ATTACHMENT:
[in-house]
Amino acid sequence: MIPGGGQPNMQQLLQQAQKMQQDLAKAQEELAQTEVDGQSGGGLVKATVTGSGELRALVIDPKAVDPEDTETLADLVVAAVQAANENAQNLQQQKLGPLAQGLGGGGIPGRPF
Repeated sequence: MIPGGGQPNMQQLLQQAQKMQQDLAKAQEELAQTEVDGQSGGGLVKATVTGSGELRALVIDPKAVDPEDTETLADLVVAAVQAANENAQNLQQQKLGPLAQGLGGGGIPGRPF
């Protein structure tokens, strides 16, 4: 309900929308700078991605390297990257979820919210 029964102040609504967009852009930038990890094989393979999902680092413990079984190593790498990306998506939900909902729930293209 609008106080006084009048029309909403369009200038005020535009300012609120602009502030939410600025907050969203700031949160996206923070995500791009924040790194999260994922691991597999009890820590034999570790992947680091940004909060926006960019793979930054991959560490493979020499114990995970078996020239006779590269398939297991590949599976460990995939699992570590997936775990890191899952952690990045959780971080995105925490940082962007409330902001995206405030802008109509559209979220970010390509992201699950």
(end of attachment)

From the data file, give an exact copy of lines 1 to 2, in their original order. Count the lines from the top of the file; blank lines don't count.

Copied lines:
[in-house]
Amino acid sequence: MIPGGGQPNMQQLLQQAQKMQQDLAKAQEELAQTEVDGQSGGGLVKATVTGSGELRALVIDPKAVDPEDTETLADLVVAAVQAANENAQNLQQQKLGPLAQGLGGGGIPGRPF